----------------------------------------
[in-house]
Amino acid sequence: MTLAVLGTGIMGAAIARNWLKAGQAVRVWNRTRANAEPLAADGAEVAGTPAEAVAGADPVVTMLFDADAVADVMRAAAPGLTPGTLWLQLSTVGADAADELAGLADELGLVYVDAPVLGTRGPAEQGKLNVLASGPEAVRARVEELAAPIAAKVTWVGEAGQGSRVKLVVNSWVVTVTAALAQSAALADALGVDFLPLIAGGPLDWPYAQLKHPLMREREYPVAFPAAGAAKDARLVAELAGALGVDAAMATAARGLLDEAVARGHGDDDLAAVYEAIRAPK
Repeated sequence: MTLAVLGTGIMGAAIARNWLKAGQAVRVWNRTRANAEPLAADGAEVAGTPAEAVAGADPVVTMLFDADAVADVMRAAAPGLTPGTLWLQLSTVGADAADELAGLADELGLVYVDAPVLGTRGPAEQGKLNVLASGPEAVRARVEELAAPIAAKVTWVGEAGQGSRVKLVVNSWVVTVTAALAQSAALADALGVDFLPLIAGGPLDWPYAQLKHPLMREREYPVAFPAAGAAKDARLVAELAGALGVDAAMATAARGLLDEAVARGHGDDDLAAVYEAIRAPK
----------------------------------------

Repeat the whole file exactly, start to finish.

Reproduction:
[in-house]
Amino acid sequence: MTLAVLGTGIMGAAIARNWLKAGQAVRVWNRTRANAEPLAADGAEVAGTPAEAVAGADPVVTMLFDADAVADVMRAAAPGLTPGTLWLQLSTVGADAADELAGLADELGLVYVDAPVLGTRGPAEQGKLNVLASGPEAVRARVEELAAPIAAKVTWVGEAGQGSRVKLVVNSWVVTVTAALAQSAALADALGVDFLPLIAGGPLDWPYAQLKHPLMREREYPVAFPAAGAAKDARLVAELAGALGVDAAMATAARGLLDEAVARGHGDDDLAAVYEAIRAPK
Repeated sequence: MTLAVLGTGIMGAAIARNWLKAGQAVRVWNRTRANAEPLAADGAEVAGTPAEAVAGADPVVTMLFDADAVADVMRAAAPGLTPGTLWLQLSTVGADAADELAGLADELGLVYVDAPVLGTRGPAEQGKLNVLASGPEAVRARVEELAAPIAAKVTWVGEAGQGSRVKLVVNSWVVTVTAALAQSAALADALGVDFLPLIAGGPLDWPYAQLKHPLMREREYPVAFPAAGAAKDARLVAELAGALGVDAAMATAARGLLDEAVARGHGDDDLAAVYEAIRAPK